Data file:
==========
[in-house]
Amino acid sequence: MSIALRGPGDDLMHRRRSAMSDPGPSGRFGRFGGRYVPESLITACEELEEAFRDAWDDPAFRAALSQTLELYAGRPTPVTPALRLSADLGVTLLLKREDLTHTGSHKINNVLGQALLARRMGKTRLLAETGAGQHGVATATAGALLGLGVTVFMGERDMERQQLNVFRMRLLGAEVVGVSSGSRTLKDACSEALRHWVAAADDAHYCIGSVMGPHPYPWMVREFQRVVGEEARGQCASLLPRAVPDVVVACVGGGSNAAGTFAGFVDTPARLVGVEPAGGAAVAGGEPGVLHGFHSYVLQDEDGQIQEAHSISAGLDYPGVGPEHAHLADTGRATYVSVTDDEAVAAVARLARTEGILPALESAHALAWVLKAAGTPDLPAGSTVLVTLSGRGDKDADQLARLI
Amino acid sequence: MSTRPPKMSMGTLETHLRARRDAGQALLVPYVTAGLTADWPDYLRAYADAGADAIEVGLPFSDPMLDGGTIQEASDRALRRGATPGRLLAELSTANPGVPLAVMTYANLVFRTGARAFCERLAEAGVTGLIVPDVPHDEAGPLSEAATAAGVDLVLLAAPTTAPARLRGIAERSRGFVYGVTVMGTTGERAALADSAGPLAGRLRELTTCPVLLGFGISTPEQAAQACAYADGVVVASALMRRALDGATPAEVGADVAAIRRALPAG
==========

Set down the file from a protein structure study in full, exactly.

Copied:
[in-house]
Amino acid sequence: MSIALRGPGDDLMHRRRSAMSDPGPSGRFGRFGGRYVPESLITACEELEEAFRDAWDDPAFRAALSQTLELYAGRPTPVTPALRLSADLGVTLLLKREDLTHTGSHKINNVLGQALLARRMGKTRLLAETGAGQHGVATATAGALLGLGVTVFMGERDMERQQLNVFRMRLLGAEVVGVSSGSRTLKDACSEALRHWVAAADDAHYCIGSVMGPHPYPWMVREFQRVVGEEARGQCASLLPRAVPDVVVACVGGGSNAAGTFAGFVDTPARLVGVEPAGGAAVAGGEPGVLHGFHSYVLQDEDGQIQEAHSISAGLDYPGVGPEHAHLADTGRATYVSVTDDEAVAAVARLARTEGILPALESAHALAWVLKAAGTPDLPAGSTVLVTLSGRGDKDADQLARLI
Amino acid sequence: MSTRPPKMSMGTLETHLRARRDAGQALLVPYVTAGLTADWPDYLRAYADAGADAIEVGLPFSDPMLDGGTIQEASDRALRRGATPGRLLAELSTANPGVPLAVMTYANLVFRTGARAFCERLAEAGVTGLIVPDVPHDEAGPLSEAATAAGVDLVLLAAPTTAPARLRGIAERSRGFVYGVTVMGTTGERAALADSAGPLAGRLRELTTCPVLLGFGISTPEQAAQACAYADGVVVASALMRRALDGATPAEVGADVAAIRRALPAG